When we see the social and environmental impact of the project, the project site is in the Danakil Depression, 100 meters below sea level, where there is no potable water, every thing is quite brackish — no wild life and no vegetation and the closest community is more than 35 km form the area and this makes the project quite interesting. Besides, since we will not generate any acid like the gold and base metal mines, there will be no significant impact on the environment. We are designing every thing in very environmental sound way. We have involved engineers, who have good experience in designing such kind of projects and environmental consulting firms, who have good experience with Eritrea and potash. Any mining activity can have some adverse impact on the environment, but what matters is the design and involvement of communities. We are seriously working in addressing this issue through different base lines on vegetation, wild life, and livelihood including land forms. What is more is that, we have considered archeological items and heritages, marine life and any thing associated with the ecosystem. We will be working hand in hand with the local government and the communities who are a bit far from our mining site. Since it is going to be a big project, we are intending to involve all the coastal communities, for it will not be simple to mobilize work force from Asmara or some where else. So, we are planning to organize some sort of trainings and thus communities around the area could cope with the technology and can be part of the project.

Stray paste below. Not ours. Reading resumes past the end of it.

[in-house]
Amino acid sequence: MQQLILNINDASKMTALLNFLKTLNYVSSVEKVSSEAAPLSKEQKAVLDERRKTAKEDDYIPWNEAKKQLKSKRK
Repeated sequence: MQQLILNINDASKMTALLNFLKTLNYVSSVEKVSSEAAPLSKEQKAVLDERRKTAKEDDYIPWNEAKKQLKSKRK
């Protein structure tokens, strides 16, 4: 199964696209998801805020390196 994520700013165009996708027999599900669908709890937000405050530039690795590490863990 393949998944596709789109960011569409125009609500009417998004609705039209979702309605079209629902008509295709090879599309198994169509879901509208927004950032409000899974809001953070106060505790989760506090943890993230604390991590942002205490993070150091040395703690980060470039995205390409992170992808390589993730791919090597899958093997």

What could we expect from the annual production of potash?

When we say an annual production of one million tones of potash, that is, taking the current potash price, it would be half billion US dollars and if the production is expanded into 2 million tones of potash the annual revenue would definitely be one billion US dollar. With such a development, I can see its impact in improving the overall livelihood of Eritreans.